Legal Issues Surrounding The Deactivation Of An Airport


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Presentation made in Oceano, CA, regarding the legal issues surrounding the closure or deactivation of a federally-obligated airport.

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Legal Issues Surrounding The Deactivation Of An Airport

  1. 1. The Legal Constraints Of Deactivating an Airport Steven M. Taber, Member, Chevalier, Allen & Lichman, LLP, Costa Mesa, California
  2. 2. Personal Background • Member, Chevalier, Allen & Lichman LLP, handling many aviation and airport issues • Former attorney with The Federal Aviation Administration • J.D., M.A. Political Science, University of Michigan, 1986
  3. 3. Issue Background • Economic realities of airports • Focus of presentation is the legal constraints on an airport proprietor if the proprietor decided to close the airport
  4. 4. Grant Assurances and Deactivation
  5. 5. Examine the Grant Assurances Closely • Take a look at the grant documents in airport sponsor’s possession • These will describe the obligations of the sponsor • Grant Assurances cover a number of issues • Based on both statute (49 U.S.C. § 47107(a)) and FAA Order 5190.6B
  6. 6. Grant Assurances Primarily Relevant to Airport Closing • Grant Assurance C.5.b: the airport sponsor, may not “sell, lease, encumber, or otherwise transfer or dispose of any part of its title or other interests in the property ... for the duration of the terms, conditions, and assurances in the grant agreement without approval by the Secretary [of Transportation].” • The airport sponsor is obligated to obtain FAA consent to delete any land so described and shown. FAA Order 5190.6B § 22-1. • FAA consent shall be granted only if it is determined that the property is not needed for present or foreseeable public airport purposes.
  7. 7. Grant Assurance C.19.a • The airport sponsor is obligated to “suitably operate and maintain the airport and facilities. . . Any proposal to temporarily close the airport for nonaeronautical purposes must first be approved by the Secretary . . . [the Sponsor] will not cause or permit any activity or action thereon which would interfere with its use for airport purposes.” • This obligation to maintain the Airport includes the responsibility to operate the aeronautical facilities and common use areas for the benefit of the public. FAA Order 5190.6B, p. 2-15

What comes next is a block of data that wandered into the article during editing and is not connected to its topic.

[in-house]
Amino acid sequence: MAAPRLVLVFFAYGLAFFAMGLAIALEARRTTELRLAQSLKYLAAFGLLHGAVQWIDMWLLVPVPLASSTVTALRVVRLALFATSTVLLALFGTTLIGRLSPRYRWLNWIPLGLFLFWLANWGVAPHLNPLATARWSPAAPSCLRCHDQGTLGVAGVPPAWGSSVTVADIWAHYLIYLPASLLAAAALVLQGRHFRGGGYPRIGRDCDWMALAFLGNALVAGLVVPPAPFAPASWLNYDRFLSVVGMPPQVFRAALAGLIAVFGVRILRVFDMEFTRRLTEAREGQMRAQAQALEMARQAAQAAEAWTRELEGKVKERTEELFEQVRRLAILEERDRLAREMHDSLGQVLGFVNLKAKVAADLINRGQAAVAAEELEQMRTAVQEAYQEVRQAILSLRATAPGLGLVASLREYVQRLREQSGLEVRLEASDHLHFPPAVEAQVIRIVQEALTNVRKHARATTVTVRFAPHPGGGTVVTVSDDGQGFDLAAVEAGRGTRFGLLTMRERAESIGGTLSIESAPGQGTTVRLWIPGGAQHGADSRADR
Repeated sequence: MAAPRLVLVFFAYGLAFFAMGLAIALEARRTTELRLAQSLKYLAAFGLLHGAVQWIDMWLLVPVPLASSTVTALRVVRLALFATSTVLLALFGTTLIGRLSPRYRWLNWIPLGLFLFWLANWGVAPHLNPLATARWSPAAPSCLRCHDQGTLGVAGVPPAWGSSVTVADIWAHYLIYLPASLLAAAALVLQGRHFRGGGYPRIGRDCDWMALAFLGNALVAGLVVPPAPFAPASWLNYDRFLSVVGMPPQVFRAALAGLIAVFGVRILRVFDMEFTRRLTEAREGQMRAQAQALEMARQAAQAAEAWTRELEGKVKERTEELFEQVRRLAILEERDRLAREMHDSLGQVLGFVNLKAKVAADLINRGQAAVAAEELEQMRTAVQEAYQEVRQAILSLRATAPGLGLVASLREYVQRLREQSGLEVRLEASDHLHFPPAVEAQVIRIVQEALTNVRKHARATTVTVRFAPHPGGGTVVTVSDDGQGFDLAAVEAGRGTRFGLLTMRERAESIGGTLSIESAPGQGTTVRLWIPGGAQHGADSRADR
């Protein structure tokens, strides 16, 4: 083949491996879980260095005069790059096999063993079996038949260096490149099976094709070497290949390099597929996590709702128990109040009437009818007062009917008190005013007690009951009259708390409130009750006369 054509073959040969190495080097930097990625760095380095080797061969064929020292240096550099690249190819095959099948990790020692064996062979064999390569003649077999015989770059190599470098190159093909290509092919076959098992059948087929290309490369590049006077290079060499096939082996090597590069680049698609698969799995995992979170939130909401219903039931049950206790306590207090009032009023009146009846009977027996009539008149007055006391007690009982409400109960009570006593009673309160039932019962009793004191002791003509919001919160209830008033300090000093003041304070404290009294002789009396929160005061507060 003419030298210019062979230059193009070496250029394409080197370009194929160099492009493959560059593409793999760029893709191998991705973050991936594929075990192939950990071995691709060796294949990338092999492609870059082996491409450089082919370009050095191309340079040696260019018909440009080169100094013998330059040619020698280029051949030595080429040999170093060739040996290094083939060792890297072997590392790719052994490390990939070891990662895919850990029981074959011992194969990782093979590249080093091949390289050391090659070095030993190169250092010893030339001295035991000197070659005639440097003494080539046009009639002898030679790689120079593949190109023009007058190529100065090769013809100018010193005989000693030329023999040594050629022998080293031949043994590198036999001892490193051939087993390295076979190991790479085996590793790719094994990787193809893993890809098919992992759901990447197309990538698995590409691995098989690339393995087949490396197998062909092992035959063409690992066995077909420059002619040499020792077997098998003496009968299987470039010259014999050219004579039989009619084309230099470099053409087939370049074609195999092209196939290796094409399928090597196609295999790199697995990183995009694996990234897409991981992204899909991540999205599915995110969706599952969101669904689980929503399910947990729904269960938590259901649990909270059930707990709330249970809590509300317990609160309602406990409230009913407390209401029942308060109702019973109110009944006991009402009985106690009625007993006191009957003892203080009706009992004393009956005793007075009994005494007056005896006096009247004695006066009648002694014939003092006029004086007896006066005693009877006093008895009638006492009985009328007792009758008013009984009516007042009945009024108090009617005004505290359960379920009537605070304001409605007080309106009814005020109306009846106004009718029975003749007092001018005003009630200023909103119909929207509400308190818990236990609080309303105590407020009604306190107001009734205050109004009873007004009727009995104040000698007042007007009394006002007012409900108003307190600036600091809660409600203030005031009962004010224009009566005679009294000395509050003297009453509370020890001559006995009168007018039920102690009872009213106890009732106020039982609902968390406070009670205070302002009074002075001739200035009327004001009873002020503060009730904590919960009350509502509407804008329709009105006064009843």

8. 8. Grant Assurance 31.b.1 • “[f]or land purchased under a grant for airport development purposes (other than noise compatibility), [the airport sponsor] will, when the land is no longer needed for airport purposes, dispose of such land at fair market value or make available to the Secretary [of Transportation] an amount equal to the United States’ proportionate share of the fair market value of the land.” • See also, Grant Assurance B.1, FAA Order 5190.6B, p. 2-14
  9. 9. Duration of Grant Assurances • Facilities developed or equipment obtained with Federal funds, Assurances remain in effect for the useful life of the facilities, but not longer than 20 years after the grant was accepted; Grant Assurance B.1, FAA Order 5190.6B, p. 2- 13 • No limit on the duration if Grant Assurances regarding real property acquired with federal funds. FAA Order 5190.6B, p.2-14
  10. 10. Summary of Grant Assurance Deactivation of an airport requires: • Approval by the Secretary of Transportation (i.e., FAA); • Payment of the FAA’s proportionate share of the FMV of all real property acquired with Federal Funds; • Coordination with the FAA with respect to the disposition of grants made for airport development or improvement,
  11. 11. Federal Regulations Allow the Release of the Airport Sponsor’s Obligations under the Grant Assurances
  12. 12. FAA has established procedures for airport deactivation • “Within the specific authority conferred upon the Administrator by law, the FAA will, when requested, act to release, modify, reform, or amend any airport agreement to the extent that such action will protect, advance, or benefit the public interest in civil aviation.” FAA Order 5190.6B Section 22.31 • The FAA may grant relief from specific limitations or covenants of an agreement, or grant a complete and total release which authorizes the subsequent disposal of obligated airport property. Id. • The FAA’s release may apply to specific facilities and parcels of land acquired with Federal assistance, which ultimately results in a partial airport closure, or disposal of an entire airport.
  13. 13. Deactivation or Permanent Closure of the Entire Airport • An airport sponsor may request the release of obligations for an entire airport. FAA Order 5190.6B, Section 22.20. • ARP-1's concurrence is required before granting any release that would enable the disposal of an entire airport for non-aviation purposes. • Each request to release an entire airport is considered by ARP-1 on a “case-by-case” basis without limitation to the guidance in FAA Order 5190.6B.